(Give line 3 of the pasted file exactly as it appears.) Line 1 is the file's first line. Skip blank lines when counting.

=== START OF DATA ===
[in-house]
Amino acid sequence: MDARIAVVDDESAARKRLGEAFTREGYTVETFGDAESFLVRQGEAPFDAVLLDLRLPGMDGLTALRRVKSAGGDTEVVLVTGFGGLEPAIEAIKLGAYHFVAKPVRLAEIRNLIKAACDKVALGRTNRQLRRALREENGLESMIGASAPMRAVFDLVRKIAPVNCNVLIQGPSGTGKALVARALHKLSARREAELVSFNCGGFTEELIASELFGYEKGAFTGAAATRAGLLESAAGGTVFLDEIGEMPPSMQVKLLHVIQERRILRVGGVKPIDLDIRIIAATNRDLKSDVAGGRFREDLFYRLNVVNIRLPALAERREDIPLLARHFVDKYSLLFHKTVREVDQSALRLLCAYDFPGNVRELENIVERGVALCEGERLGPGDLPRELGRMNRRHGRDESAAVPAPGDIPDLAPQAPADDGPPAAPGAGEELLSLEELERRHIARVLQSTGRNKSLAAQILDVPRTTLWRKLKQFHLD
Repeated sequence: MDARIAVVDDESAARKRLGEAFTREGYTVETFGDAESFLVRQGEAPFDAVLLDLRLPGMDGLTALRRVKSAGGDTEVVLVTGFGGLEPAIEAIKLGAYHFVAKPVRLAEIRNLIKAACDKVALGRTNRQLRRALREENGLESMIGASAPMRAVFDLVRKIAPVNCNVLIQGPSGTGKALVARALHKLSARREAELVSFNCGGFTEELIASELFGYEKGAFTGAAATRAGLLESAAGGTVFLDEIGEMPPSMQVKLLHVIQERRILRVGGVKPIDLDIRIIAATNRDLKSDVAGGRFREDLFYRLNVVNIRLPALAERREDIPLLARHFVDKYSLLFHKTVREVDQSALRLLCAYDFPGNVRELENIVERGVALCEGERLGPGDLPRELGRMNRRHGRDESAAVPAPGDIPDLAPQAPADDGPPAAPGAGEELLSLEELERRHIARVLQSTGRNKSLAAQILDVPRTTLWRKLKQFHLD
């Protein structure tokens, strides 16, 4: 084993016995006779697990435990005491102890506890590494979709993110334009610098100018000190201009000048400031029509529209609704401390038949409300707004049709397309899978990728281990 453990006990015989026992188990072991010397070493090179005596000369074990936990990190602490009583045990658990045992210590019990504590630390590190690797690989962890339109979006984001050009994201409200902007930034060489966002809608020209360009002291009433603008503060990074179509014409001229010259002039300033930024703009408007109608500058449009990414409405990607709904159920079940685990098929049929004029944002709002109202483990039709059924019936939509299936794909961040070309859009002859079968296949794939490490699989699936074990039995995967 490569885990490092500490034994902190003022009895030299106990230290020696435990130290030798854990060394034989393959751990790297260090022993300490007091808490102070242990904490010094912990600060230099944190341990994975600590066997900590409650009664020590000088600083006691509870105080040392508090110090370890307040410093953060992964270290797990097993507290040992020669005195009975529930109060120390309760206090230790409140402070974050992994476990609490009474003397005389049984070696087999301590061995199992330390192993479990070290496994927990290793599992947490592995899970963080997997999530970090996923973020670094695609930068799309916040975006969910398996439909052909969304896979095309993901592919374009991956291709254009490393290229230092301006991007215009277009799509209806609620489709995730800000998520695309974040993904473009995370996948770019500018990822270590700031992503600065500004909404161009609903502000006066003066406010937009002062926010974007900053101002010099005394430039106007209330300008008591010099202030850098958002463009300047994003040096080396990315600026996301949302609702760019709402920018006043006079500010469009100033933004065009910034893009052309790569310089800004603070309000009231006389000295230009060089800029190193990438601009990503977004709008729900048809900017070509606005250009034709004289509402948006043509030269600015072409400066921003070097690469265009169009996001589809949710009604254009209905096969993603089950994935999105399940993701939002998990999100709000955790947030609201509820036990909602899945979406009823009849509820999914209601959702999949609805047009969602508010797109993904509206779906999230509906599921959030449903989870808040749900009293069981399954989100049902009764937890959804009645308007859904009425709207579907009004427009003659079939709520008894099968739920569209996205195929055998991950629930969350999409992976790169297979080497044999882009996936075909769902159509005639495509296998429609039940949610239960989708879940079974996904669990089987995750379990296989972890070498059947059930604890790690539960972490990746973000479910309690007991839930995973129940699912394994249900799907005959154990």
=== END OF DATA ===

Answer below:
Repeated sequence: MDARIAVVDDESAARKRLGEAFTREGYTVETFGDAESFLVRQGEAPFDAVLLDLRLPGMDGLTALRRVKSAGGDTEVVLVTGFGGLEPAIEAIKLGAYHFVAKPVRLAEIRNLIKAACDKVALGRTNRQLRRALREENGLESMIGASAPMRAVFDLVRKIAPVNCNVLIQGPSGTGKALVARALHKLSARREAELVSFNCGGFTEELIASELFGYEKGAFTGAAATRAGLLESAAGGTVFLDEIGEMPPSMQVKLLHVIQERRILRVGGVKPIDLDIRIIAATNRDLKSDVAGGRFREDLFYRLNVVNIRLPALAERREDIPLLARHFVDKYSLLFHKTVREVDQSALRLLCAYDFPGNVRELENIVERGVALCEGERLGPGDLPRELGRMNRRHGRDESAAVPAPGDIPDLAPQAPADDGPPAAPGAGEELLSLEELERRHIARVLQSTGRNKSLAAQILDVPRTTLWRKLKQFHLD